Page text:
Rather than fumbling with gels, use a gel flask. It's an efficient way to get a swig of gel whenever your want and you can wash it down with water (at aid stations in racing) or carry an extra bottle of water with you in training. 1 gel requires about 8-12 ounce of water to help empty it from the gut so small amounts consumed more frequently is an easier way to get those bursts of energy you are looking for. To practice, I recommend to start with 1 gel per hour, no more than 2 gels in a flask (and fill with water). Your gel intake should be on top of your liquid nutrition intake. I do not recommend to prioritize consuming hourly calorie needs from gels when instead you can simply get a sport drink powder to fill your water bottle to meet calorie and hydration needs. 

Simplify your fueling strategy. It is extremely inefficient and many times dangerous for you and for others around you to fuel with 2-3 different energy sources during your ride (ex. pills, solid food and water or gels, water, solid food or sport drink solid food and gels). You absolutely need, at minimum water and electrolytes when you ride and typically this is at minimum 20 ounce of water and 400 mg of sodium (100-200mg of potassium) plus electrolytes like magnesium and chloride. But when it comes to the energy that you need to keep your glycogen tank filled, brain staying alert and muscles working effectively, carbohydrates are your best friend and they need to be consumed in a way that they empty from the digestive tract quickly so those sugars can be taken up by the working muscles with the help of insulin. I typically encourage at minimum, 200 calories per hour from a sport drink for longer rides (ex. more than 2 hours) up to 300 calories as a start for men and women. The best strategy for you athletes is to rely on liquid nutrition as your primary fuel. You make it super simple this way to meet your calorie/carbohydrate, electrolyte and fluid needs.  I recommend between 50-75g of carbohydrates per bottle (glucose, glucose/fructose or glucose/maltodextrin/fructose combination).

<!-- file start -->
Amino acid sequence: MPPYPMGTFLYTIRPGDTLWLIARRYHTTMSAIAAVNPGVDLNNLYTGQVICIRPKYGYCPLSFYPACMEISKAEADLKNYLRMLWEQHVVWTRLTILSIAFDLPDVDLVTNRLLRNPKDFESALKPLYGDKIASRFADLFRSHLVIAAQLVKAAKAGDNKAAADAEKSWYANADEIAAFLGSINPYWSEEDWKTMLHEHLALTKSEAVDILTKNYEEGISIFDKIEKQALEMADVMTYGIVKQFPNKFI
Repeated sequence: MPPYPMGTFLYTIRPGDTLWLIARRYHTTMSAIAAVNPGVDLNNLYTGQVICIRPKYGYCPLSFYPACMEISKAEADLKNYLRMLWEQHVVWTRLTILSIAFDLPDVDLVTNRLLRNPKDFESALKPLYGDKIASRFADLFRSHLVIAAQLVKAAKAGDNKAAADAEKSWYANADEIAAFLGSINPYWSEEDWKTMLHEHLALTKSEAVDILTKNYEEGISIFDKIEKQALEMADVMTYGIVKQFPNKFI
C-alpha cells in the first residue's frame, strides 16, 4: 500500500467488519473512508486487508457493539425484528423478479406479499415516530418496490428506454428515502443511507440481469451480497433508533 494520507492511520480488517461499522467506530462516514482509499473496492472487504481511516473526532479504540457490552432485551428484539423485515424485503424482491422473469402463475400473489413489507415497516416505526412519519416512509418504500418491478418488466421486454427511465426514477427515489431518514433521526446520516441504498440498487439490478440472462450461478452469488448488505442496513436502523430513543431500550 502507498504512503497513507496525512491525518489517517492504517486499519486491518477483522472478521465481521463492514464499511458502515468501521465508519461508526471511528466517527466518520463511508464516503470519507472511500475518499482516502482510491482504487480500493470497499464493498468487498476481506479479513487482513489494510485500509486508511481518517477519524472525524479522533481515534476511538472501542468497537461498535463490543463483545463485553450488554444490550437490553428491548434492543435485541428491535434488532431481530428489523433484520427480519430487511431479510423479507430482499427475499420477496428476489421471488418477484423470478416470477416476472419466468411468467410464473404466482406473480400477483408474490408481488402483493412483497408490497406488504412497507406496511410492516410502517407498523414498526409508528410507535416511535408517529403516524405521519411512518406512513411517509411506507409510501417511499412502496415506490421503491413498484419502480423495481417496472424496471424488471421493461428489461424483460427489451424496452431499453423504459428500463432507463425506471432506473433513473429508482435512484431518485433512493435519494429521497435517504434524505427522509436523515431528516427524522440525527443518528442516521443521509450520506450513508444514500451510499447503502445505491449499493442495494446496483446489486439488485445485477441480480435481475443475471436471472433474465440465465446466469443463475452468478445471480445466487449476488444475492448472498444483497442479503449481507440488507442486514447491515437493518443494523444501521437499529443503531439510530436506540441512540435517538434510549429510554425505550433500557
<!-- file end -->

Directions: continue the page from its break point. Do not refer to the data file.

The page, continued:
Solid food, chewy blocks, beans and pills all have their place in your bike fueling regime but everything needs to serve a purpose (ex. to benefit your effort/experience on the bike) and it needs to be practical in training and in racing in multiple conditions. I find many athletes do really well with a little solid food in the gut, but small amounts at a time. Open your bar prior to the ride in the package and stick in your bento box or jersey pocket so it's easy to consume, immediately when you need it. Have a small bite as needed, every 20-40 minutes. Blocks are also just fine for a little energy burst or different consistency than gel so to make it easy, cut the package in half so you don't have to fumble with a large package in your bento box or jersey as it gets hard to squeeze a block from the bottom of a package. Sport beans (or any small, loose candy) can be challenging to handle and consume at high speeds or on technical courses and many times, it is challenging to get "energy" from these options - so it's likely you are using them as a fun treat. I would learn to pass on these for a safer ride. As for pills, if you are using electrolyte or amino pills (I do not advocate caffeine pills) under the direction of your sport RD, I recommend to create a range of times when you will consume these and just slow down. Always bring extra as pills like to fall out of coin purses, bento boxes or containers or get smashed. 

Most of all, you need to train your gut to tolerate nutrition on the bike and work your way up in nutrition. It can take up to 6-8 weeks to get comfortable consuming sport nutrition during a workout. Never be afraid to fuel your body while cycling but first you need to get use to consuming nutrition on the bike. Perfect your bike hydration set up and practice using water in a gel flask (sipping and returning to your jersey pocket or bento box). Practice moving around your bottles - this is a great drill for newbie athletes and coaches must understand that many new (or even veteran) triathletes are many times, not comfortable removing their hands from the bars or can't make this a habit if most of the riding is indoors in a controlled environment without gravity and wind affecting the ride. So practice, practice, practice - take  3-4 filled water bottles on your bike on a casual ride to get more comfortable with your bike fueling regime. Practice grabbing things from your pockets, bento box, etc. as you are riding so that you never have to put yourself into a scenario when you are underfueling due to lack of skills/knowledge on the bike.